Hong Kong Professional Teachers’ Union
From the very beginning, history of the reunification, facts about Basic Law, principles of “One Country Two Systems”, and the relationship between the Central Authorities and the Hong Kong Special Administrative Region (HKSAR) have all been included in the primary and secondary school curriculum of many subjects, namely General Studies, Chinese History, Life and Society, Liberal Studies and so on. Therefore, there is no way of saying that students have no opportunity to learn them, or schools can avoid these topics.
We also believe that when teaching Basic Law and “One Country Two Systems” , teachers should be able to freely select appropriate teaching materials, with academic and professional independence. Definitely the provisions of Basic Law, the examples of the practice and the realization of “One Country Two Systems” would be the most ideal first-hand materials for teaching. The White Paper on “The Practice of the ‘One Country, Two Systems’ Policy in the HKSAR”, issued by the State Council Information Office of the People’s Republic of China, is absolutely one of the essential references and teaching materials for understanding “One Country Two Systems”. However, we cannot agree on what the pro-Beijing people suggested that the schools should teach Basic Law and “One Country Two Systems” according to the White Paper. The reasons are as follows:
Many contents of the White Paper have violated the provisions of Basic Law, as queried by members of local legal and academic sectors, including:
a)“… …The Chief Executive reports his/her work to the central government on an annual basis, on the implementation of the Basic Law and other items for which he/she is accountable to the central government; and the state leaders give guidance to The Chief Executive on major matters related to the implementation of the Basic Law … …” (point 1.2, Chapter 2) This content has not been written in the Basic Law, and what is expressly provided that “the state leaders give guidance to the Chief Executive” in the White Paper , would likely undermine the power of the Chief Executive or the high degree of self-autonomy.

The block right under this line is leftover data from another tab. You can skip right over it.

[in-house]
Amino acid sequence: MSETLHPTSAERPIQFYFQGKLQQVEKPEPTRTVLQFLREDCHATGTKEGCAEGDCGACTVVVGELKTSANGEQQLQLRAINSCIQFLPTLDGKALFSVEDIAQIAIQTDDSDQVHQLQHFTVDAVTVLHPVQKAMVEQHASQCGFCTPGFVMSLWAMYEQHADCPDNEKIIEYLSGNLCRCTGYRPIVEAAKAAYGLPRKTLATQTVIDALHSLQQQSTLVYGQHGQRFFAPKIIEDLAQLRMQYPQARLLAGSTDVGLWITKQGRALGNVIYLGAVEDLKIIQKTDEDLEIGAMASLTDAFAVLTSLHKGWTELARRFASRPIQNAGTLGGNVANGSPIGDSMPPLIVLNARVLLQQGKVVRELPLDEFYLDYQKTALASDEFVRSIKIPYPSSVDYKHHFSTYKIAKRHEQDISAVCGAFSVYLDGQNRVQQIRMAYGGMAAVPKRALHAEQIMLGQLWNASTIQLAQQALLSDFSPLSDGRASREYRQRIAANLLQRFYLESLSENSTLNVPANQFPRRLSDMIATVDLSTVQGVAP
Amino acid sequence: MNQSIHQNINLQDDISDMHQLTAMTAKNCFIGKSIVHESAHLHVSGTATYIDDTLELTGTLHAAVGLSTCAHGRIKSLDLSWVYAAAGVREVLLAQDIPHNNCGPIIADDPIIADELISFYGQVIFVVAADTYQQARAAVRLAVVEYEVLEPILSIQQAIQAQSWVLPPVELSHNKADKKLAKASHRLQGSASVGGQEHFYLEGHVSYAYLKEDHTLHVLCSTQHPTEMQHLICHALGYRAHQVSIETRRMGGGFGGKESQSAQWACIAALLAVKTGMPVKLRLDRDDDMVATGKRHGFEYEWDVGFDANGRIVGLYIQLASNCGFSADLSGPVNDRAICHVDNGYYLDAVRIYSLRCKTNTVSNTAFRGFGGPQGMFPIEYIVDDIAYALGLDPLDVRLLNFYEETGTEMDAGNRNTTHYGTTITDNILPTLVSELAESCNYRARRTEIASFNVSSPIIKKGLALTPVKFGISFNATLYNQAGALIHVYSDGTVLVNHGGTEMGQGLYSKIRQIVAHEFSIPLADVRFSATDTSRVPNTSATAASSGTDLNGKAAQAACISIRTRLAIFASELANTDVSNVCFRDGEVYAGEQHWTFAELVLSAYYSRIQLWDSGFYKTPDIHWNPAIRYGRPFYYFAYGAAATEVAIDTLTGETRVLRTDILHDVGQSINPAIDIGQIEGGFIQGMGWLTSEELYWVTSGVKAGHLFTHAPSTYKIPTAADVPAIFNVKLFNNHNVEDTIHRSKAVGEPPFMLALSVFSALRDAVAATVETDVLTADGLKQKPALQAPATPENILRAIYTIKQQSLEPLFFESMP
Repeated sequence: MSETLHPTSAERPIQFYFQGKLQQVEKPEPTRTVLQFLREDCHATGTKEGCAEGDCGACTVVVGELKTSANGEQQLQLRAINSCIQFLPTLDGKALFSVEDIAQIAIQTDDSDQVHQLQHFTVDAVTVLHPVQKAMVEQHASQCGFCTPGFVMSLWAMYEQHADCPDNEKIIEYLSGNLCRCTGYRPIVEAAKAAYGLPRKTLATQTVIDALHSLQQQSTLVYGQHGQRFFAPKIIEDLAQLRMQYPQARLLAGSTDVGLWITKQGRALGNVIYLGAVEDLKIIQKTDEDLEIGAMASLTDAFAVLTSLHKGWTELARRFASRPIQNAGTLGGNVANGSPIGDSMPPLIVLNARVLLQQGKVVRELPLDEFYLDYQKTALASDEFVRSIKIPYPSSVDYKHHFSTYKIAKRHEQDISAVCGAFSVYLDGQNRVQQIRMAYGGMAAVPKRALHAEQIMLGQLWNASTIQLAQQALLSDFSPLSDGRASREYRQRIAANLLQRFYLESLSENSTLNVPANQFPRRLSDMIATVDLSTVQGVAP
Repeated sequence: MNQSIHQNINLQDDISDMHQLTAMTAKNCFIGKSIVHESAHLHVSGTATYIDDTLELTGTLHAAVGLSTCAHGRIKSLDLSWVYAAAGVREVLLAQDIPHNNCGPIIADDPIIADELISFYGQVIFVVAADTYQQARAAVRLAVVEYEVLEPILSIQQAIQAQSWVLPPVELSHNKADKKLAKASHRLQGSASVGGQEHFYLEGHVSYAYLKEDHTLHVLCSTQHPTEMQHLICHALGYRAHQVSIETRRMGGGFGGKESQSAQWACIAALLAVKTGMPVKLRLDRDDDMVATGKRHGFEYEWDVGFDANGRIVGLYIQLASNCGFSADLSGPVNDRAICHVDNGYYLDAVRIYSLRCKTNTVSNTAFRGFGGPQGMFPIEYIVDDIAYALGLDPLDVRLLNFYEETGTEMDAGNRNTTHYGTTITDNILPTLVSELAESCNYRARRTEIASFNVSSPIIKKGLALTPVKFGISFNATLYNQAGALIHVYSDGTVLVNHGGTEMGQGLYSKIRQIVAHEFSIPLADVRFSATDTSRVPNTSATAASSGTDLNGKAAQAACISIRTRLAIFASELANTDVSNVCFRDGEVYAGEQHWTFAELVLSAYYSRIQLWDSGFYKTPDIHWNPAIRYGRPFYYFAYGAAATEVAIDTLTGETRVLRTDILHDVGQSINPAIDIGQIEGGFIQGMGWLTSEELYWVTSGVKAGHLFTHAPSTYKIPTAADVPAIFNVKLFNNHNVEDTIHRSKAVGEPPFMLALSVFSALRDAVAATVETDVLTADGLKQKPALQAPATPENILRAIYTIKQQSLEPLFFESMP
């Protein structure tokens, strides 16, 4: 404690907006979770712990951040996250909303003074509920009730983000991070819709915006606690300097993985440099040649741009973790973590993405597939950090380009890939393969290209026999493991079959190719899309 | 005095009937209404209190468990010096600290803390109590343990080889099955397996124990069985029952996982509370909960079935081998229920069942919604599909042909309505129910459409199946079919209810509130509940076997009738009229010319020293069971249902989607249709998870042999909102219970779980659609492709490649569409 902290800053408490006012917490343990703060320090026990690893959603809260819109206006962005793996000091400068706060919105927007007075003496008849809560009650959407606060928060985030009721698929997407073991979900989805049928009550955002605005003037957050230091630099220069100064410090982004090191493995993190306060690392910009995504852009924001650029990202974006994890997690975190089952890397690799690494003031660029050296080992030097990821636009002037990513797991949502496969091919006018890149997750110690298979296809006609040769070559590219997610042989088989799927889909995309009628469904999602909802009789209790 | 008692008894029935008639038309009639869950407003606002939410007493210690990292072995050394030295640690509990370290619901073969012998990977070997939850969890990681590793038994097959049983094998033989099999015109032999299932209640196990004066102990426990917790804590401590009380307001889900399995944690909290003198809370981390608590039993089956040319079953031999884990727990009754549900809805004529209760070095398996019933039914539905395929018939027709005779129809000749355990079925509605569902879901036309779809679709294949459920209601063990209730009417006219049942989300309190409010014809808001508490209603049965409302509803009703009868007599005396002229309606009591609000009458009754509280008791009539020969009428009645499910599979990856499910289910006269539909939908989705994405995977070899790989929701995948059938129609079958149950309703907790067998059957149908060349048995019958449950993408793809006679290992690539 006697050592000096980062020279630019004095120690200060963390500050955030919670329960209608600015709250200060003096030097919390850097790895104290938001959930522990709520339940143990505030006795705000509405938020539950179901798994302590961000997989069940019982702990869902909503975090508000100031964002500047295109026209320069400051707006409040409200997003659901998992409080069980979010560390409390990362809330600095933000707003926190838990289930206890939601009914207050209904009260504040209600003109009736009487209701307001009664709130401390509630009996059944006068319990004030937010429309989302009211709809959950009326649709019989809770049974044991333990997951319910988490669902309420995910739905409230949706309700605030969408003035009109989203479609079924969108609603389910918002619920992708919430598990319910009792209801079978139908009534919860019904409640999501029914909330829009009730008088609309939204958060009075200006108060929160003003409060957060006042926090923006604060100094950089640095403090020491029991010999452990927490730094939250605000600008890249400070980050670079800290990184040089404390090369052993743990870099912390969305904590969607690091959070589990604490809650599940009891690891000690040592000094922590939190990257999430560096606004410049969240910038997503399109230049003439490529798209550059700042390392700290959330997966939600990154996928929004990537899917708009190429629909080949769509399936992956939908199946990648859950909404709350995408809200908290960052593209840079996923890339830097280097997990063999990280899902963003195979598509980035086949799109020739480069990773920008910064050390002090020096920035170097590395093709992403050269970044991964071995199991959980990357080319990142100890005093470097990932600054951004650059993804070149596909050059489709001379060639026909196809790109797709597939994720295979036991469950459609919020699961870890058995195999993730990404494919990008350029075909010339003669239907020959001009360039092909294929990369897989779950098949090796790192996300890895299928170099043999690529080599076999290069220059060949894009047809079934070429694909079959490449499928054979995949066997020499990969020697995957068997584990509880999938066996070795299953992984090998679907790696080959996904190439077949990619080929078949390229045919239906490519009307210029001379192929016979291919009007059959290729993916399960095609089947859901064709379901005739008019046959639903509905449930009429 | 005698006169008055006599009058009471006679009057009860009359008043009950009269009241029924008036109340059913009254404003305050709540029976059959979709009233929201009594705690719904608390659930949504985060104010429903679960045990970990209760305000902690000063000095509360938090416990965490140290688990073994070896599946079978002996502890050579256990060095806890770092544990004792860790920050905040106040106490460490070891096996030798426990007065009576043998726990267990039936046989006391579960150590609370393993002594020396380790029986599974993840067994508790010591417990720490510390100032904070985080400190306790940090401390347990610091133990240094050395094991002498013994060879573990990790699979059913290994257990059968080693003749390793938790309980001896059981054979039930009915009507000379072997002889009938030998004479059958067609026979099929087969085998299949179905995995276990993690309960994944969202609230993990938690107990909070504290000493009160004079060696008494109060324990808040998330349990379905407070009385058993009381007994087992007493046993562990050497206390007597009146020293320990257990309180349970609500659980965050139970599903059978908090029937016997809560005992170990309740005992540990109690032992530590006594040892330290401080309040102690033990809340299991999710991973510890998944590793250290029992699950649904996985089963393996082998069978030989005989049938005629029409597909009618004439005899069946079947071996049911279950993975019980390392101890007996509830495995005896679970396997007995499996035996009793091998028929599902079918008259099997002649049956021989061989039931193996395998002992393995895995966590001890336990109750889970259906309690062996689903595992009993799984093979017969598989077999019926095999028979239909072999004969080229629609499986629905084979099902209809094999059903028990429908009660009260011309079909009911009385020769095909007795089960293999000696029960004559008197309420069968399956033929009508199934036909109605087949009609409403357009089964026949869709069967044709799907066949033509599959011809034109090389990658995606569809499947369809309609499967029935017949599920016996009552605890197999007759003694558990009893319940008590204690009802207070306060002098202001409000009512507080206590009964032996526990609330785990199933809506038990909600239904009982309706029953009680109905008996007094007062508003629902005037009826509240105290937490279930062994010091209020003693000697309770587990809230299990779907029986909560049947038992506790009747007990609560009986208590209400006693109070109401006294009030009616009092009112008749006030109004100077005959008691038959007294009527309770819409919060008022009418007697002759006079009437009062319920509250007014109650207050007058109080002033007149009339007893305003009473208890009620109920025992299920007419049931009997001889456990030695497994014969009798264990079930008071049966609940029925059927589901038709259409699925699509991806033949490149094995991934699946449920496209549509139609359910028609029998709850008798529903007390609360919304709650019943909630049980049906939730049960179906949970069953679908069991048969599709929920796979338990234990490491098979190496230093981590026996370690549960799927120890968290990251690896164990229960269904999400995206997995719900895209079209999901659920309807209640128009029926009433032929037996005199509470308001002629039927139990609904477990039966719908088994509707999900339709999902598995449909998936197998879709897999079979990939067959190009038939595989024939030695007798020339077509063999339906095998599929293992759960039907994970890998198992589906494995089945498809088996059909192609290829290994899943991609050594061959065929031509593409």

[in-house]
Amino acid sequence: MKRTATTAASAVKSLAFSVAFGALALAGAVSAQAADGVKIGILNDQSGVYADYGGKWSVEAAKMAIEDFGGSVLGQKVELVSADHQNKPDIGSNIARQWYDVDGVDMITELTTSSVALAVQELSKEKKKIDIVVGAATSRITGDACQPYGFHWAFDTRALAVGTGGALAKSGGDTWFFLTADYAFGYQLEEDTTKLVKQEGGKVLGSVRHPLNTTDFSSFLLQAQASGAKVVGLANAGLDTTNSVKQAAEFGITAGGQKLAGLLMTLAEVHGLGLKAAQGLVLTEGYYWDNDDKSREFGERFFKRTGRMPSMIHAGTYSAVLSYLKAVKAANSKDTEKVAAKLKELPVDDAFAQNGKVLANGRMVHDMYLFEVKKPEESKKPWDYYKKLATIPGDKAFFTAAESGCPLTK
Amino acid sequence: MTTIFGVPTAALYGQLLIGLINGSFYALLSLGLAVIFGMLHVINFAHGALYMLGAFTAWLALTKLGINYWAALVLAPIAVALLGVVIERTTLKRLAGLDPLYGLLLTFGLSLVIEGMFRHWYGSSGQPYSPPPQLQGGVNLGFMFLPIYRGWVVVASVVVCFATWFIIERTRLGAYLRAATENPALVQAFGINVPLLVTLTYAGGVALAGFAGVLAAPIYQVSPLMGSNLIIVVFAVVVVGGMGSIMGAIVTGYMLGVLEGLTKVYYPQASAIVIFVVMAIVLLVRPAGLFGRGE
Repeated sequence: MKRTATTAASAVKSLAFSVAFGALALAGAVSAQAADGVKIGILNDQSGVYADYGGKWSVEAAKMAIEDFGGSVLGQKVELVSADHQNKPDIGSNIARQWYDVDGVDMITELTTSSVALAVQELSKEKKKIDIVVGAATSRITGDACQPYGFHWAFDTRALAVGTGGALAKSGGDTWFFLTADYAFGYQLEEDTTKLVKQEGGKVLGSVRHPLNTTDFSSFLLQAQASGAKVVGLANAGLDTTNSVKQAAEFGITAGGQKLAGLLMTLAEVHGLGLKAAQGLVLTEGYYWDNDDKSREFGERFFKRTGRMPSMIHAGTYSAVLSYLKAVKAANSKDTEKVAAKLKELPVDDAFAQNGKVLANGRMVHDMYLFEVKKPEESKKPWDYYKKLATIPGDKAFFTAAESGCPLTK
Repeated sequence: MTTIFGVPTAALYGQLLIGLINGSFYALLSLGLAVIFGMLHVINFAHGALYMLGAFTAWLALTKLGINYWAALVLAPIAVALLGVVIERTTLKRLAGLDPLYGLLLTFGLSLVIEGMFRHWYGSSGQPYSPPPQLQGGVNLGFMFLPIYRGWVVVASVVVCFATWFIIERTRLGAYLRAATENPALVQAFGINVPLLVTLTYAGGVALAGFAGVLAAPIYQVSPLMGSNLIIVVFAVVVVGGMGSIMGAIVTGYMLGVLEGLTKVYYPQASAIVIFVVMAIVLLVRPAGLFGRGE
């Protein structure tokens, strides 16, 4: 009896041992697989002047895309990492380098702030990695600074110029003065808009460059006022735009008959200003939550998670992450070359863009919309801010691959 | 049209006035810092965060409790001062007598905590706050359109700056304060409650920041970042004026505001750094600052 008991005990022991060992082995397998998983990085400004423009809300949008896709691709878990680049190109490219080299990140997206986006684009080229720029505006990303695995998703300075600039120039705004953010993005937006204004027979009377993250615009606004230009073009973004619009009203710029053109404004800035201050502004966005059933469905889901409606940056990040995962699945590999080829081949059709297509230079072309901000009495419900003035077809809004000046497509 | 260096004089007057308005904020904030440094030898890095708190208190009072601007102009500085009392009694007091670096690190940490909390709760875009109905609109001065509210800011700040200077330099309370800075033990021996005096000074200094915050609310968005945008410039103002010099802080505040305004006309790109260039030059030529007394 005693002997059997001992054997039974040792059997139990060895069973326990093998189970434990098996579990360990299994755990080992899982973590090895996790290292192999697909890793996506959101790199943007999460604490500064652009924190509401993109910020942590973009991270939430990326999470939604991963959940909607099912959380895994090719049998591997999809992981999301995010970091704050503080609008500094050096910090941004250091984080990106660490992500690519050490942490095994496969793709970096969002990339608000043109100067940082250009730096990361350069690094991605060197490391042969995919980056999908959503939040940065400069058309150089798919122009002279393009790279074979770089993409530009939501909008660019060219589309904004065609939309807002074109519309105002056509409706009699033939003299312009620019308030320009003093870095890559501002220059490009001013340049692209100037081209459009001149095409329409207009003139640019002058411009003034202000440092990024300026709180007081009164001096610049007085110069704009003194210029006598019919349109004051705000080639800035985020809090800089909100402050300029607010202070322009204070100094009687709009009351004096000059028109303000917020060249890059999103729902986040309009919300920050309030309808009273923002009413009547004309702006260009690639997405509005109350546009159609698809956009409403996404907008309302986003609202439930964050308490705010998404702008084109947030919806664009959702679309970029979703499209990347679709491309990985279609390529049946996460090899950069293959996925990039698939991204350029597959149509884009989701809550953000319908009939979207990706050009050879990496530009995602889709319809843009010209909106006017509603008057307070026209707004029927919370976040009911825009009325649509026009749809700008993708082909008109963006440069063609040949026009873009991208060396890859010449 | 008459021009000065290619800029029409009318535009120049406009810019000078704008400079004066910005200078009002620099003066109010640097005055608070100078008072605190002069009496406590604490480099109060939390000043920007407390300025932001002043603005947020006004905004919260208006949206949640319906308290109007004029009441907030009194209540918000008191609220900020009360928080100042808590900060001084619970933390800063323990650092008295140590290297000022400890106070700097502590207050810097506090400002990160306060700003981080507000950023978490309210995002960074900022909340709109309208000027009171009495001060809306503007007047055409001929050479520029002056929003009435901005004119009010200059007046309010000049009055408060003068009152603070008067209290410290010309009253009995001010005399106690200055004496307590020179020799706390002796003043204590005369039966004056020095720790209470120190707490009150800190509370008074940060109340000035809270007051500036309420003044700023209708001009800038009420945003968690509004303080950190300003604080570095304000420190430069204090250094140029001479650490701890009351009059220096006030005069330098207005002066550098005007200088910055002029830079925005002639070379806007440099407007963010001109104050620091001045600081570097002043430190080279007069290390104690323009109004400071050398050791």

With reference to the third point of chapter 5, it is stated that the judges of the courts at different levels and other judicial personnel are those who administrate Hong Kong, and have the responsibility of correctly understanding and implementing the Basic Law, of safeguarding the country’s sovereignty, security and development interests, and of ensuring the long-term prosperity and stability of Hong Kong. And it is added that loving the country is the basic political requirement for Hong Kong’s administrators. This statement is detrimental to the political neutrality and judicial independence of the judicial personnel, which are their core values, and this will at last trigger off the wide-ranging disputes in the community.
We found that there is so much inaccurate information in the White Paper, for instance, “The government of the HKSAR would be composed of local inhabitants.”; “The principal officials would be selected by election or through consultations held locally and be appointed by the Central People’s Government.”; the wrong calculation of the annual growth of GDP per capita during the previous years; “In accordance with the assigned number of seats and the selection method specified by the National People’s Congress (NPC), the Chinese citizens among the HKSAR residents elect deputies of the region to the NPC to participate in the work of China’s supreme organ of state power.” All these would likely mislead people into believing that all Hong Kong people can have rights to vote for the members of NPC. In view of so much inaccurate information, its reliability is consequently in doubt.
With reference to article 158 of the Basic Law, the power of interpretation of this Law shall be vested in the Standing Committee of the National People’s Congress. We wonder if it is legitimate for the State Council, as a supreme national administrative organ, to interpret Basic Law, which would finally lead to many controversies in HK society.
The White Paper issued so imprudently before 622 referendum, which strives to undermine the high degree of self-autonomy and to over-emphasize the importance of “One Country Two Systems”, serves as a propaganda to suppress the struggle for a more open and democratic government. However, we are so surprised if the message delivered by this propaganda is legally based on the provisions of Basic Law and Joint Declaration of the Government of the United Kingdom of Great Britain and Northern Ireland and the Government of the People’s Republic of China on the Question of Hong Kong.
The legal basis of “One Country Two Systems” is Basic Law, which is so readable as a constitutional document. Therefore, if students can directly read Basic Law, they can thoroughly understand “One Country Two Systems”, and the real education of the rule of law will then come true.
Based on the above analysis, we believe that it is appropriate to regard the White Paper as one of the teaching references or materials for discussion. However, if teachers are obliged to teach “One Country Two Systems” and Basic Law according to the contents of the White Paper, teachers will be treated as a tool of propaganda and indoctrination. So saddening is that the students will be deprived of the opportunities of understanding thoroughly Basic Law and “One Country Two Systems”, and thinking critically on the effective practice in Hong Kong.